Other common causes of heel pain include tendinitis, stress fractures, neuritis, bursitis, tarsal tunnel syndrome, arthritis and fat pad thinning. “Determining the cause of pain is not always easy, but treatment is vital,” said Gary Stones, DPM and President of the NYSPMA. “Treating and preventing common heel ailments will ultimately keep you healthier and pain-free,” he added.

You’ve Got Options

Once the podiatrist has examined you, there are several options that may be offered to treat the cause of your pain. These can include physical therapy, custom orthotics (specially-fitted shoe inserts), steroid injections, prescription medication and immobilization.

Depending on the response, more advanced treatment or surgery may be required. That will be a discussion between you and your doctor to determine what is best for your particular situation and condition.

Is it Your Shoes?

It is not uncommon for people to wear uncomfortable or ill-fitting shoes. After all, many people buy their footwear in a setting where there are no experts to ensure proper fit, including online or big-box retailers. So even if you are purchasing expensive athletic shoes, if the fit is not correct or the shoe does not provide adequate support, you may experience heel pain.

Sports and Heel Pain

Jarring starts and quick stops along with sports that are performed on uneven surfaces can lead to heel pain. Running; walking and hiking; tennis; and basketball can all lead to heel pain or even stress fractures. If you are a runner, make sure you replace your shoes very 350 – 500 miles. Custom orthotics can relieve pain for walkers, hikers and tennis players. Stretching is also recommended before playing any sport or strenuous activity.

Avoiding Pain

Dr. Stones suggests the following tips for avoiding heel pain:

· Don’t walk barefoot

· Stretch your feet before exercising

· Wear supportive shoes

· Ice your heel if you feel pain

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According to the Centers for Disease Control and Prevention (CDC), one out of five Americans report they have been diagnosed with arthritis, which means, “joint inflammation.” And as the aging population rises, so will those startling statistics. The CDC also reports that people of all ages can be affected by arthritis, including children, and that nearly two-thirds of those affected are under age 65.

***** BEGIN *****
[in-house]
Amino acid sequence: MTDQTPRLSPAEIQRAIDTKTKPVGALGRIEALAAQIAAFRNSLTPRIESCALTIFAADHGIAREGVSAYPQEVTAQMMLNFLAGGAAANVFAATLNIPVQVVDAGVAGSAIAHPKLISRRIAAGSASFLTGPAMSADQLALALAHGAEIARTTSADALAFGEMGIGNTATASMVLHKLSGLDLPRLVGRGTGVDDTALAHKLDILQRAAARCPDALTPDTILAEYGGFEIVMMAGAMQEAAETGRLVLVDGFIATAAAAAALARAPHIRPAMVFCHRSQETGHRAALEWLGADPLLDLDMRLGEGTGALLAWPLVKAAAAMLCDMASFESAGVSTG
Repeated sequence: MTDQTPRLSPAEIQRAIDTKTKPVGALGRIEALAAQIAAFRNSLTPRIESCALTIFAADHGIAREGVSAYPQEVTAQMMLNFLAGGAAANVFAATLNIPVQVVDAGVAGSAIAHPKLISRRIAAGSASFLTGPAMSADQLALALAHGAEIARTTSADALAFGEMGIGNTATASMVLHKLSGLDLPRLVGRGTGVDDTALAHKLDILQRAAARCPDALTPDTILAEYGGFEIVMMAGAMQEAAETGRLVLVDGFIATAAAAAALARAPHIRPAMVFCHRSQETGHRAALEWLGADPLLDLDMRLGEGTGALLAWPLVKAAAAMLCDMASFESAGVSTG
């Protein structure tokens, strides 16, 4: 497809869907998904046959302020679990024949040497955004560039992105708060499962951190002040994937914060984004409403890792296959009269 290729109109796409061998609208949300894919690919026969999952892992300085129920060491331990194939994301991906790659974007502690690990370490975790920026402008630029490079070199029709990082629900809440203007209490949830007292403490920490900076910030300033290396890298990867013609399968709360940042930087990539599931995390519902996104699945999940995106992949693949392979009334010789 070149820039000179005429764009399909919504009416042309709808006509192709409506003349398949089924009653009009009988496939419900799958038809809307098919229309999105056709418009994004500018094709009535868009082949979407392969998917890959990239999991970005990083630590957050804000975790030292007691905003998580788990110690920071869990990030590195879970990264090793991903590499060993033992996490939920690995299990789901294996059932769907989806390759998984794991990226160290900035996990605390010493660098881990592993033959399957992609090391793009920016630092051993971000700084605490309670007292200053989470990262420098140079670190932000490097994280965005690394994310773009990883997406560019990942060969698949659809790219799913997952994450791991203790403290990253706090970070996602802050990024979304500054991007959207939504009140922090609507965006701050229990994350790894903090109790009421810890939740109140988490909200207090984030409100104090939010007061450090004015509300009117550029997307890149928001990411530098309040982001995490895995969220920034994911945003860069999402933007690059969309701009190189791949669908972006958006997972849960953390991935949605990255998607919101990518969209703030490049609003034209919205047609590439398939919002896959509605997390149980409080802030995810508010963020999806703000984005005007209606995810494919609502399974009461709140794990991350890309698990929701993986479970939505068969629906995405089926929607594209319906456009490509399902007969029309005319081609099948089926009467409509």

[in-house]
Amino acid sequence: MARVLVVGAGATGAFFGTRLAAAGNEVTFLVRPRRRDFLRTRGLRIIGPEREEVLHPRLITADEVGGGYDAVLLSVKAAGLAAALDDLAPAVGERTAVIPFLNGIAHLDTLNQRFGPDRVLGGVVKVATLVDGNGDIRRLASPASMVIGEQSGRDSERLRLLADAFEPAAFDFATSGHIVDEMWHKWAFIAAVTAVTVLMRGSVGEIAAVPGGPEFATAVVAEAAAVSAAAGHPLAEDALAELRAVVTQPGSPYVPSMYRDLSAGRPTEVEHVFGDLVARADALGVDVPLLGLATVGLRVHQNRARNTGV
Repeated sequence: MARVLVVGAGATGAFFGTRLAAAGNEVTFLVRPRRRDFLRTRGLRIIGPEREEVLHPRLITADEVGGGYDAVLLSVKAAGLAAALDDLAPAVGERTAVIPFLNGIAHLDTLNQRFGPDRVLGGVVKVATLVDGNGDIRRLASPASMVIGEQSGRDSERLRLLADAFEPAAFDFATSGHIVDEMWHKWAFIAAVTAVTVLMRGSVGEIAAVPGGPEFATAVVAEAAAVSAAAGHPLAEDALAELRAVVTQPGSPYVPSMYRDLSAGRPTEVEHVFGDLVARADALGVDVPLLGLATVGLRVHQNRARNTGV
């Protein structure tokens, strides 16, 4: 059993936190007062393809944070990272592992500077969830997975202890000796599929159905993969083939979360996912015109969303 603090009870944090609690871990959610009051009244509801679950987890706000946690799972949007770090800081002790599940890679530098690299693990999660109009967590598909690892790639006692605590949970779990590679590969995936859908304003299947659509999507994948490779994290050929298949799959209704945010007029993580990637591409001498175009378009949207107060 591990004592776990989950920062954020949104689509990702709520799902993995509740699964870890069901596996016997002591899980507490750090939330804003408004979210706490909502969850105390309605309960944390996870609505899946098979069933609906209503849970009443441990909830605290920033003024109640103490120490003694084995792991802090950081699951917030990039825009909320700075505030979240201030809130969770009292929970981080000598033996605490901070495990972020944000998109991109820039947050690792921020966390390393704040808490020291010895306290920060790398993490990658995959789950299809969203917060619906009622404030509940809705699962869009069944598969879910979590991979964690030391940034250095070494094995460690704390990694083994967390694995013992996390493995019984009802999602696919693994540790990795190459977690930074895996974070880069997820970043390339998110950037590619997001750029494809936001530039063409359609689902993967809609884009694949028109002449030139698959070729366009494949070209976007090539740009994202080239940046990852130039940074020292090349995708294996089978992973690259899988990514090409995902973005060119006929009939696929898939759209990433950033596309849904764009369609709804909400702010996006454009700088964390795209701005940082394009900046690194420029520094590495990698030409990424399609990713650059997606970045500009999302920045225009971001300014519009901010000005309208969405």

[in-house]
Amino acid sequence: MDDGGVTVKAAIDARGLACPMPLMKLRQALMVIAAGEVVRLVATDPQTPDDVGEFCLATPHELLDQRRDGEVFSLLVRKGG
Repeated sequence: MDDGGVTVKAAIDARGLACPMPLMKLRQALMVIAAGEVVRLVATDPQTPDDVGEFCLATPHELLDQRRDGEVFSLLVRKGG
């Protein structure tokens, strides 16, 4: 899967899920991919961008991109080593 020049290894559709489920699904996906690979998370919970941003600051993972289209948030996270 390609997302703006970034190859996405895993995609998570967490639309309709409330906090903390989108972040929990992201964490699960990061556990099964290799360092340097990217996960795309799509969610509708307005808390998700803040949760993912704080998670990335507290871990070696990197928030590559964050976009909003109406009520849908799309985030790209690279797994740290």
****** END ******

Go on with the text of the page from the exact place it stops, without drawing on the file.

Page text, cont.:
Arthritis is the nation’s number one cause of disability, limiting the activities and productivity of 21-million working-age adult Americans.
Symptoms are often manifested in feet and podiatrists are on the first line of defense when it comes to treating this debilitating disease. Each foot has 28 bones and more than 30 joints that can be afflicted by arthritis. The following are the most common foot joints affected:
• The joint where the ankle and shinbone meet
• The three joints of the foot that involve the heel bone, the inner mid-foot bone, and the outer mid-foot bone
• The joint of the big toe and foot bone

In many kinds of arthritis, progressive joint deterioration occurs and the smooth cushioning cartilage in joints is gradually lost. As a result, the bones rub and wear against each other. Soft tissues in the joints also may begin to wear down. Arthritis can be painful and eventually result in limited motion, loss of joint function, and deformities in the joints affected. But early diagnosis and proper medical care can help significantly.
Osteoarthritis, or “wear-and-tear” arthritis, is the most common type of arthritis. And its onset is usually gradual. Also known as degenerative joint disease or age-related arthritis, osteoarthritis is more likely to develop as people age. Inflammation and injury to the joint cause a breaking down of cartilage tissues, resulting in pain, swelling, and deformity. The changes in osteoarthritis usually occur slowly over many years, though there are occasional exceptions.